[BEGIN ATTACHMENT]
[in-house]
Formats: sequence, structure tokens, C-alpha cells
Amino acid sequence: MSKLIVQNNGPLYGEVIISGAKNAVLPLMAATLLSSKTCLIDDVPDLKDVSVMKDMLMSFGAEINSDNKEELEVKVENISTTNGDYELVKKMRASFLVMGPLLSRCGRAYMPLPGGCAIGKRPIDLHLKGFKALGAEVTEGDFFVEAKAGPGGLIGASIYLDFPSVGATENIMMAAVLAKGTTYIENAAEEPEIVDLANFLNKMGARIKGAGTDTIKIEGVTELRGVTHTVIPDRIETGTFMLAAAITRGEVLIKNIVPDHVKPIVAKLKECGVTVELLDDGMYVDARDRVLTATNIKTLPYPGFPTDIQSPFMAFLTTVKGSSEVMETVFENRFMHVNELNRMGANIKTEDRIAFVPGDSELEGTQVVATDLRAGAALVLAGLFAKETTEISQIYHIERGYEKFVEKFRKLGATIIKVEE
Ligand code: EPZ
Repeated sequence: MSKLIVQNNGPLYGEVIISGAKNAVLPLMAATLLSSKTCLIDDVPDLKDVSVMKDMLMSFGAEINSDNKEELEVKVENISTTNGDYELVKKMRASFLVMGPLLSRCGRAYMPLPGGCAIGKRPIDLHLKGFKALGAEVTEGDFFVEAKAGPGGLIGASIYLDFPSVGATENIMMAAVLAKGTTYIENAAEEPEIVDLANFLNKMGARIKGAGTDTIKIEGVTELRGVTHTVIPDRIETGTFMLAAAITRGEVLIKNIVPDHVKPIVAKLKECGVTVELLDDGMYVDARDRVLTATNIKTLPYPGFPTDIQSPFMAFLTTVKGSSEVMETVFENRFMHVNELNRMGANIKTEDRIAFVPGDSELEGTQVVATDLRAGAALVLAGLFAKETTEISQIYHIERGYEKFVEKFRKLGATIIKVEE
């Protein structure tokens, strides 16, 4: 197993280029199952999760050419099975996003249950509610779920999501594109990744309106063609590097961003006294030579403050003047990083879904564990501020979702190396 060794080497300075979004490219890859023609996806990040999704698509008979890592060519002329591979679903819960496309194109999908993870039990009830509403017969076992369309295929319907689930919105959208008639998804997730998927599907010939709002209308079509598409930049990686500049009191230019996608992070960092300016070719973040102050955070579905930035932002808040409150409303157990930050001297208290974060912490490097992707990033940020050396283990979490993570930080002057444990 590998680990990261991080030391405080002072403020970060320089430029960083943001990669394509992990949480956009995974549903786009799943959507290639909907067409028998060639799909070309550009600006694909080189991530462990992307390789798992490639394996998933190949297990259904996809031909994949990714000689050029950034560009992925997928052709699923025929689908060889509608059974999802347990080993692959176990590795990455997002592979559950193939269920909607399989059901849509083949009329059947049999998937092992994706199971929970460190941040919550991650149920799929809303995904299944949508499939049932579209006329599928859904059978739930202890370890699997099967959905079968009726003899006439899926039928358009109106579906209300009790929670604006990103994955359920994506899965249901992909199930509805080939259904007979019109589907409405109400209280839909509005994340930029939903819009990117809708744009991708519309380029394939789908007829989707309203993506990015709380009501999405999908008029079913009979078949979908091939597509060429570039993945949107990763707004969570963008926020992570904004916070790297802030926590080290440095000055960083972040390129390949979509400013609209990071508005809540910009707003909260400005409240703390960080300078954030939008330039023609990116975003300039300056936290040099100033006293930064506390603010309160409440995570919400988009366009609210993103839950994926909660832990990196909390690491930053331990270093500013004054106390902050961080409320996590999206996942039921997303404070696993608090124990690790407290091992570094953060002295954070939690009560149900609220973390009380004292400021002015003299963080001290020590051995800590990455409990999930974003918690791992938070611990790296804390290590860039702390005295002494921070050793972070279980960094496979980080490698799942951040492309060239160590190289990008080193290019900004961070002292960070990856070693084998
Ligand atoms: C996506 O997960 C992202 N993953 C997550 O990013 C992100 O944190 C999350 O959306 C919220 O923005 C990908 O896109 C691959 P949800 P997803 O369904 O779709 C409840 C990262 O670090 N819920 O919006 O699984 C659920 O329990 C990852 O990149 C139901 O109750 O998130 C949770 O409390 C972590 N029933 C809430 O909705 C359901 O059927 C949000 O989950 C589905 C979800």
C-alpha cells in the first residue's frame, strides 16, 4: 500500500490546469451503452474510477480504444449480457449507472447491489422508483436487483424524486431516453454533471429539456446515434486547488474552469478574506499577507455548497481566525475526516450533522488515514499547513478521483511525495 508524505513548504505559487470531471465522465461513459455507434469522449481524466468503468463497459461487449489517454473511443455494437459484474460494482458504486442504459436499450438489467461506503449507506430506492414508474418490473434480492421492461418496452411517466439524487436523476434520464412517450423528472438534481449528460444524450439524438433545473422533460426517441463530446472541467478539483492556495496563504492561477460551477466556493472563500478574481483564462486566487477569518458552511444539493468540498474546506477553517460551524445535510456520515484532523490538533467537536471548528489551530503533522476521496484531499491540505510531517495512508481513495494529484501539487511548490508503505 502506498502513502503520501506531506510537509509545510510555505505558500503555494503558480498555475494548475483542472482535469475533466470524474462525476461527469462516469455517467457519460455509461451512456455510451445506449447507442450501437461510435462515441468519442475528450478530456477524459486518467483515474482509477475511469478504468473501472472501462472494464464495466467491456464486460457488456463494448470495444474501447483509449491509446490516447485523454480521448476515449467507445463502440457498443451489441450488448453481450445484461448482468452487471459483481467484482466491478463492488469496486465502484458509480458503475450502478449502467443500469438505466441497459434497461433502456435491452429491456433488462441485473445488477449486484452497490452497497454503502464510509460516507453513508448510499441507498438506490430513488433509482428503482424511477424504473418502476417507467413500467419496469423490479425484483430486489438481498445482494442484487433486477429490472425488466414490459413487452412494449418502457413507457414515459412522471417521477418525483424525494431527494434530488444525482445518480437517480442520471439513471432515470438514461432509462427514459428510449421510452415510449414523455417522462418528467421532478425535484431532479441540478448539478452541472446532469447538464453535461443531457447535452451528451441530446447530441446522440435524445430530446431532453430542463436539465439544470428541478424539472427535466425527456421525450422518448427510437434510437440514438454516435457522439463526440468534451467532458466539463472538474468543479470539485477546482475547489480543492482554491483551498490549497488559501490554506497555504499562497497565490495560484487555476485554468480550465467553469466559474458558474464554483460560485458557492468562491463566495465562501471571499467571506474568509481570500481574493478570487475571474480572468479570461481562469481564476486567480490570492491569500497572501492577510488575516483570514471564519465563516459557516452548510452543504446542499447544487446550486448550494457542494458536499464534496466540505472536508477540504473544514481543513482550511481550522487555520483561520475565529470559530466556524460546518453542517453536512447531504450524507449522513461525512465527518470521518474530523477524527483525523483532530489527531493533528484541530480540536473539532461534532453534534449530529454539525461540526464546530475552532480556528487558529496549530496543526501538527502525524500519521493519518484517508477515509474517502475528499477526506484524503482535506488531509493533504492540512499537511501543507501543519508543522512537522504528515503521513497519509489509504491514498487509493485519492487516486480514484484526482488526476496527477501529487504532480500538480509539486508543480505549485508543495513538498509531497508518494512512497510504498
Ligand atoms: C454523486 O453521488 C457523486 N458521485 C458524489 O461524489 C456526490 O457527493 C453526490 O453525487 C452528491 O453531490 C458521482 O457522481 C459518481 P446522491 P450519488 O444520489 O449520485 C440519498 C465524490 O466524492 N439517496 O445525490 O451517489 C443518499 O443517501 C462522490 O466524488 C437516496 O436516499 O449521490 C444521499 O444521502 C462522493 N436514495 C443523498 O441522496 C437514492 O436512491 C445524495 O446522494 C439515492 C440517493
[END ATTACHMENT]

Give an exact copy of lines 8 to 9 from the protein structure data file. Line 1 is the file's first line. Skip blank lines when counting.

C-alpha cells in the first residue's frame, strides 16, 4: 500500500490546469451503452474510477480504444449480457449507472447491489422508483436487483424524486431516453454533471429539456446515434486547488474552469478574506499577507455548497481566525475526516450533522488515514499547513478521483511525495 508524505513548504505559487470531471465522465461513459455507434469522449481524466468503468463497459461487449489517454473511443455494437459484474460494482458504486442504459436499450438489467461506503449507506430506492414508474418490473434480492421492461418496452411517466439524487436523476434520464412517450423528472438534481449528460444524450439524438433545473422533460426517441463530446472541467478539483492556495496563504492561477460551477466556493472563500478574481483564462486566487477569518458552511444539493468540498474546506477553517460551524445535510456520515484532523490538533467537536471548528489551530503533522476521496484531499491540505510531517495512508481513495494529484501539487511548490508503505 502506498502513502503520501506531506510537509509545510510555505505558500503555494503558480498555475494548475483542472482535469475533466470524474462525476461527469462516469455517467457519460455509461451512456455510451445506449447507442450501437461510435462515441468519442475528450478530456477524459486518467483515474482509477475511469478504468473501472472501462472494464464495466467491456464486460457488456463494448470495444474501447483509449491509446490516447485523454480521448476515449467507445463502440457498443451489441450488448453481450445484461448482468452487471459483481467484482466491478463492488469496486465502484458509480458503475450502478449502467443500469438505466441497459434497461433502456435491452429491456433488462441485473445488477449486484452497490452497497454503502464510509460516507453513508448510499441507498438506490430513488433509482428503482424511477424504473418502476417507467413500467419496469423490479425484483430486489438481498445482494442484487433486477429490472425488466414490459413487452412494449418502457413507457414515459412522471417521477418525483424525494431527494434530488444525482445518480437517480442520471439513471432515470438514461432509462427514459428510449421510452415510449414523455417522462418528467421532478425535484431532479441540478448539478452541472446532469447538464453535461443531457447535452451528451441530446447530441446522440435524445430530446431532453430542463436539465439544470428541478424539472427535466425527456421525450422518448427510437434510437440514438454516435457522439463526440468534451467532458466539463472538474468543479470539485477546482475547489480543492482554491483551498490549497488559501490554506497555504499562497497565490495560484487555476485554468480550465467553469466559474458558474464554483460560485458557492468562491463566495465562501471571499467571506474568509481570500481574493478570487475571474480572468479570461481562469481564476486567480490570492491569500497572501492577510488575516483570514471564519465563516459557516452548510452543504446542499447544487446550486448550494457542494458536499464534496466540505472536508477540504473544514481543513482550511481550522487555520483561520475565529470559530466556524460546518453542517453536512447531504450524507449522513461525512465527518470521518474530523477524527483525523483532530489527531493533528484541530480540536473539532461534532453534534449530529454539525461540526464546530475552532480556528487558529496549530496543526501538527502525524500519521493519518484517508477515509474517502475528499477526506484524503482535506488531509493533504492540512499537511501543507501543519508543522512537522504528515503521513497519509489509504491514498487509493485519492487516486480514484484526482488526476496527477501529487504532480500538480509539486508543480505549485508543495513538498509531497508518494512512497510504498
Ligand atoms: C454523486 O453521488 C457523486 N458521485 C458524489 O461524489 C456526490 O457527493 C453526490 O453525487 C452528491 O453531490 C458521482 O457522481 C459518481 P446522491 P450519488 O444520489 O449520485 C440519498 C465524490 O466524492 N439517496 O445525490 O451517489 C443518499 O443517501 C462522490 O466524488 C437516496 O436516499 O449521490 C444521499 O444521502 C462522493 N436514495 C443523498 O441522496 C437514492 O436512491 C445524495 O446522494 C439515492 C440517493